Green battery brings electricity to rural Africa

Swiss start-up hiLyte has developed a clean and affordable battery that can help people in rural Sub-Saharan Africa light their homes and charge their cell phones.

hiLyte, a start-up founded by two graduates of the Swiss Federal Institute of Technology in Lausanne (EPFL), have developed a clean and affordable battery that can help bring electricity to the more than 1 billion people worldwide who live without electricity, particularly those in rural areas of Sub-Saharan Africa where many families spend their evenings in darkness.

The eco-friendly battery is made out of iron, water, coffee filters and carbon felt. To generate power, the user needs to load the battery with sheet of iron foil, coffee-filter paper and carbon felt. The user then pours a solution of water and iron sulfate power inside the battery. As the liquid soaks the carbon filter, it slowly dissolves the iron foil, release electrons and thereby generating electricity. The user can then harness this power by connecting a lamp or a cell phone to the battery’s built-in USB port.

With a single charge, it can power an LED bulb for five hours or charge a cell phone, according to an EPFL press release.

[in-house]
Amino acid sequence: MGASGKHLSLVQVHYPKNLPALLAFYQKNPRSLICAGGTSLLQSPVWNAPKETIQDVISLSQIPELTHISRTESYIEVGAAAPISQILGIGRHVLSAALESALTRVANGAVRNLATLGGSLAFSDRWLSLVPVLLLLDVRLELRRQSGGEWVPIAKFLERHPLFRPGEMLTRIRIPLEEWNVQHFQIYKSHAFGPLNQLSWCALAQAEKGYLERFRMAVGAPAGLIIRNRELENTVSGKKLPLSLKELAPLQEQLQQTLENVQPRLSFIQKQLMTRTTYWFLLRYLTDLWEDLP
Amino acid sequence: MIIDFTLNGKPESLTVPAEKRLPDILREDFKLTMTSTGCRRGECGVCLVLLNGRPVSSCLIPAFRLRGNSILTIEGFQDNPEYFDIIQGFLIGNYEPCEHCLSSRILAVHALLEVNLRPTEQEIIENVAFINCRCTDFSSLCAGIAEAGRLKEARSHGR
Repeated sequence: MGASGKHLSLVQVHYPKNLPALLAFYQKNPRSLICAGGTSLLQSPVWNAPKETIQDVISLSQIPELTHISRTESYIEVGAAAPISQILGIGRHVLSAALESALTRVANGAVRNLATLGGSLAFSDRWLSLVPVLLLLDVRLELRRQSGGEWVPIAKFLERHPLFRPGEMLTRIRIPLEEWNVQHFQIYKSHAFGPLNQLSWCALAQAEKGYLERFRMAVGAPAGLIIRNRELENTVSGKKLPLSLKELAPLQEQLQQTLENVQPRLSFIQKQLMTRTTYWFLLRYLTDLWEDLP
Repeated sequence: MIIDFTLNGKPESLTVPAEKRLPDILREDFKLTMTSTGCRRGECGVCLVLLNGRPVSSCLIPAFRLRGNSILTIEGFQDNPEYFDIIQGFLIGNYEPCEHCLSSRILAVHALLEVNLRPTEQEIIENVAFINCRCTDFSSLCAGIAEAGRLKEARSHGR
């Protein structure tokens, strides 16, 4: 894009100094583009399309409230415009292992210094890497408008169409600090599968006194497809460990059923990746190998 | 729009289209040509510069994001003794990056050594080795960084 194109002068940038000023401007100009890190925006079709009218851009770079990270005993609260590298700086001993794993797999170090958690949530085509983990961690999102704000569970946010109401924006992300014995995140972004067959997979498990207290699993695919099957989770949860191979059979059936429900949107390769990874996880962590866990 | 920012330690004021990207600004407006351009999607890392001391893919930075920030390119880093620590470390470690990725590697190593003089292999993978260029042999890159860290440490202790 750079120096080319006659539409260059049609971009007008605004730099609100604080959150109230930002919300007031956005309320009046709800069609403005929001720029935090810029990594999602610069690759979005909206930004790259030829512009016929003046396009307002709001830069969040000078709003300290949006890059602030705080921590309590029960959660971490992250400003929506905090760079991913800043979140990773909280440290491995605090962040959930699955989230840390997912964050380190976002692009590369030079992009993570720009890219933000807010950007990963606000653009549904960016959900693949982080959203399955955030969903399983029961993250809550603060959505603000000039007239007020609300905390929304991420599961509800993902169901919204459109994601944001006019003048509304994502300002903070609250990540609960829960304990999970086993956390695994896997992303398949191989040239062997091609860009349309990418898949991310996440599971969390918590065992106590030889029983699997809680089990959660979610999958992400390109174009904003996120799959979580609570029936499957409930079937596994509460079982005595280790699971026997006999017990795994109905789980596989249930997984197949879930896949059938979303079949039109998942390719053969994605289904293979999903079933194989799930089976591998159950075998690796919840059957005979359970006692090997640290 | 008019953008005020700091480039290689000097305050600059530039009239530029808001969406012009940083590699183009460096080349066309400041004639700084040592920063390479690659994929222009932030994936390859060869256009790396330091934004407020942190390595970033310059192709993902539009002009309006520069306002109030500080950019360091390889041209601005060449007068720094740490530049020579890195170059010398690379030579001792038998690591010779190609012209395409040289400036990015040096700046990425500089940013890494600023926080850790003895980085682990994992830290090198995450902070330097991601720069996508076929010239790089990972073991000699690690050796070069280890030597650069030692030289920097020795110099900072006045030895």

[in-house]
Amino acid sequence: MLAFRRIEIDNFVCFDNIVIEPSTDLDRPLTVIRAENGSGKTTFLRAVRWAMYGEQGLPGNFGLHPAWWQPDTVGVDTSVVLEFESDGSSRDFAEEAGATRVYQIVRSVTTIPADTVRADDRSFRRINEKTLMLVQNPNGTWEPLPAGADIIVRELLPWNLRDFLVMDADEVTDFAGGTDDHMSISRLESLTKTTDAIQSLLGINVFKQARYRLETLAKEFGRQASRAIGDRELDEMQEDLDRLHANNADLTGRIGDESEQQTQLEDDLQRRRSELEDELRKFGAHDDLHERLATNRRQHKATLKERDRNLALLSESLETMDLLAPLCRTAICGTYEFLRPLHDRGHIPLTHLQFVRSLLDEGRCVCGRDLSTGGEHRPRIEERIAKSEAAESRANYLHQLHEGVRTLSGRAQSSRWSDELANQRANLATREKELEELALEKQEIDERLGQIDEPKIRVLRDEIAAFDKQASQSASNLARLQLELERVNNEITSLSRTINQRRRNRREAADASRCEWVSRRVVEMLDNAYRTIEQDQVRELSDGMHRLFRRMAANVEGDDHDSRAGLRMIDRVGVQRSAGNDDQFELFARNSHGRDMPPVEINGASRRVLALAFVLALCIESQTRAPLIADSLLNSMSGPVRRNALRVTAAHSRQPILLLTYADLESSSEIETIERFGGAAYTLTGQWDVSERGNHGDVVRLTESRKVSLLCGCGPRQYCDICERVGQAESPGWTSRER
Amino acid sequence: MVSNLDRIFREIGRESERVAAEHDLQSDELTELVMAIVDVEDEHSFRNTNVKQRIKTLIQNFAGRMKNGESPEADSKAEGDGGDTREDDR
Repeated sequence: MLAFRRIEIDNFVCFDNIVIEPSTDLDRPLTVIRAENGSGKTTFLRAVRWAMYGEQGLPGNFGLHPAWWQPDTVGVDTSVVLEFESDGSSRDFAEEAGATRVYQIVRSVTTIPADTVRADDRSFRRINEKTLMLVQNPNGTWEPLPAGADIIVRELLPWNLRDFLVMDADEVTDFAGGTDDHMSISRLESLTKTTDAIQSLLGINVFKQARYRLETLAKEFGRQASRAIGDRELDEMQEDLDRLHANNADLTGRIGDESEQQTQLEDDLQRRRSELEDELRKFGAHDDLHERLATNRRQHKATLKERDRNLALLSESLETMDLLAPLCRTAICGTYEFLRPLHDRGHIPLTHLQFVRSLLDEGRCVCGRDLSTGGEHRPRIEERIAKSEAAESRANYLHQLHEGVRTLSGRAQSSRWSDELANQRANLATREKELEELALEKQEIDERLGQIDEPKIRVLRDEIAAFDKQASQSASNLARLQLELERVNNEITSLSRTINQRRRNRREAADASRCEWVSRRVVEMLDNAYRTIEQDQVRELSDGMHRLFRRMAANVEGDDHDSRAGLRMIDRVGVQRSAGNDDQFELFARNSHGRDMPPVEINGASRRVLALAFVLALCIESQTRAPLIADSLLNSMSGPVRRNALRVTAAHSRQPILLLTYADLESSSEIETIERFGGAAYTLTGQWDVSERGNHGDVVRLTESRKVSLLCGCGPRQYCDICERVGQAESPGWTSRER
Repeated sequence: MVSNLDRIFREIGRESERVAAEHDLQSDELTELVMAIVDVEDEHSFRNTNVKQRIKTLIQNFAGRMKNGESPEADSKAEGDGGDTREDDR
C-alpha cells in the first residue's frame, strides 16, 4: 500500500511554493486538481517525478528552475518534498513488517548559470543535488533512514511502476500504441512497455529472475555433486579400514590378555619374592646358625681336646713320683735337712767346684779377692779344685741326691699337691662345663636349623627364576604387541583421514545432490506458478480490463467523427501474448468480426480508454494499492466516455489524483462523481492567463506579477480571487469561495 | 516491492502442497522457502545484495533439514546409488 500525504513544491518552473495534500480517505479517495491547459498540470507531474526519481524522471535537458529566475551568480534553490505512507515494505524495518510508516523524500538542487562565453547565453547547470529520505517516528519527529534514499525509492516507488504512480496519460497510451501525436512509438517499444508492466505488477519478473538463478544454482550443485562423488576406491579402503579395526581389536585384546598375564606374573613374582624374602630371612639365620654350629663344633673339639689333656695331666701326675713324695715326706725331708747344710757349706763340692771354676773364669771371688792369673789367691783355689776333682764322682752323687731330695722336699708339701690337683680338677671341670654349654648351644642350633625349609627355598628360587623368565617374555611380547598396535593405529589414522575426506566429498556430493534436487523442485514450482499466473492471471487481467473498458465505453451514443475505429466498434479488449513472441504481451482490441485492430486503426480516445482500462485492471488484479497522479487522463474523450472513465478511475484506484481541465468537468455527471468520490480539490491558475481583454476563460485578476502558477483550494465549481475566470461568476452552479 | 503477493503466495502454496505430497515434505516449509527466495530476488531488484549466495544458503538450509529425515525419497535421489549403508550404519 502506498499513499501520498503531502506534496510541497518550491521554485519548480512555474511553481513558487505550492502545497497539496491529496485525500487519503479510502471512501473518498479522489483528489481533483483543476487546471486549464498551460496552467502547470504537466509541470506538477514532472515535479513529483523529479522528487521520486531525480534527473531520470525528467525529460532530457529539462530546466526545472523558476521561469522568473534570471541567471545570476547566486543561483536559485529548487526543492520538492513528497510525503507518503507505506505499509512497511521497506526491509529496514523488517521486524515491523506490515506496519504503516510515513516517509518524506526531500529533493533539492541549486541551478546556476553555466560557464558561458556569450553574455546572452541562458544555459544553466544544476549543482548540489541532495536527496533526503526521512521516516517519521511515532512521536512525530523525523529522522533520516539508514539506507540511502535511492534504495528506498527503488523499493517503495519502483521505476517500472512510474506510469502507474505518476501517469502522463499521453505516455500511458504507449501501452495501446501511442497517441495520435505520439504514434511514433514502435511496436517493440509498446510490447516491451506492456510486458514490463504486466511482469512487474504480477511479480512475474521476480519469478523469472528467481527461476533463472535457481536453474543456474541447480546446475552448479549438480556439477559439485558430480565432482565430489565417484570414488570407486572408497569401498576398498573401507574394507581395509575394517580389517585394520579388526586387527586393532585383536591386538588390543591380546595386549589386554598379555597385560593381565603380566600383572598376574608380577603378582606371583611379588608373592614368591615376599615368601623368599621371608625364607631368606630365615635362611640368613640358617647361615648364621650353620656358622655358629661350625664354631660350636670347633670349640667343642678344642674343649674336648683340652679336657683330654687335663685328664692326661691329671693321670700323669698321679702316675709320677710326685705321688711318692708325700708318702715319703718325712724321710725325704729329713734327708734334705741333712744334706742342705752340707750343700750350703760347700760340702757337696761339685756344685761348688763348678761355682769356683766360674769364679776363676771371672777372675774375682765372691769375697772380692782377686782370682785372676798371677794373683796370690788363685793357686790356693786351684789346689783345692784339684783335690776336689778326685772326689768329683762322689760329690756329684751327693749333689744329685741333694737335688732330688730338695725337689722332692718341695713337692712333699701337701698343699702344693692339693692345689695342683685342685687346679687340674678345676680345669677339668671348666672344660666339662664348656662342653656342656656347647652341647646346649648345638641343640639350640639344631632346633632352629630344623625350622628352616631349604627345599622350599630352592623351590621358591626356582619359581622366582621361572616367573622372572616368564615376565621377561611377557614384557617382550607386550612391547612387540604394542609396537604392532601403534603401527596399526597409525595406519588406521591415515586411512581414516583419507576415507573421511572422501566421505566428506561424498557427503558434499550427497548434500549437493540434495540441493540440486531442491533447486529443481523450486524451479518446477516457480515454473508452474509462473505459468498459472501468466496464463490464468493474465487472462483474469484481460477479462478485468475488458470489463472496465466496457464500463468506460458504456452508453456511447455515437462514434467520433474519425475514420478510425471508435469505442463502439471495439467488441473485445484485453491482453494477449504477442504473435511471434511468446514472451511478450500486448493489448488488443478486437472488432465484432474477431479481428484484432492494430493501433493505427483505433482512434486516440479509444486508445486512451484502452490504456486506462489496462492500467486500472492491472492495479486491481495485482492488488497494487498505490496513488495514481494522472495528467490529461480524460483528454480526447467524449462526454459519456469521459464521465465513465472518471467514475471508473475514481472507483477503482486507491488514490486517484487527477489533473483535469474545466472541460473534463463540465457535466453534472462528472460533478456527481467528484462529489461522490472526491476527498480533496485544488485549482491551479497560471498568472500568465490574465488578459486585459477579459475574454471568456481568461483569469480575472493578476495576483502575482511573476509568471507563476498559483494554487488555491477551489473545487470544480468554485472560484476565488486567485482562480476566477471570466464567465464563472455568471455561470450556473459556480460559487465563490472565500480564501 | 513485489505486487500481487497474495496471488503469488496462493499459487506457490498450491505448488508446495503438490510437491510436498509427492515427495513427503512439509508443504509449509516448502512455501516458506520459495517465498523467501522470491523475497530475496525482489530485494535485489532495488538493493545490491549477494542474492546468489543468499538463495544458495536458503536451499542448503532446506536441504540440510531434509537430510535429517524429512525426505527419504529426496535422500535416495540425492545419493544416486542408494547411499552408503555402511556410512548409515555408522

The battery costs around half as much as a kerosene lamp, which is what many people living in rural parts of Sub-Saharan Africa currently use to light up their homes. It also isn’t harmful to human health or the environment: the battery’s reaction produces iron 2 sulfate, a harmless liquid widely used as an agricultural fertilizer.

A dozen locally produced prototypes are currently being tested in families in Tanzania.

“Our technology has the potential to change people’s every lives,” said hiLyte co-founder Briac Barthes. “For one of the pilot families, the battery allowed their daughter to study in the evening. Having light can also transform the way people interact, bringing socialization opportunities for isolated and vulnerable families.”

Although the start-up is currently focusing on Tanzania, it plans to eventually expand into other markets.

Image credit: screenshot hiLyte video

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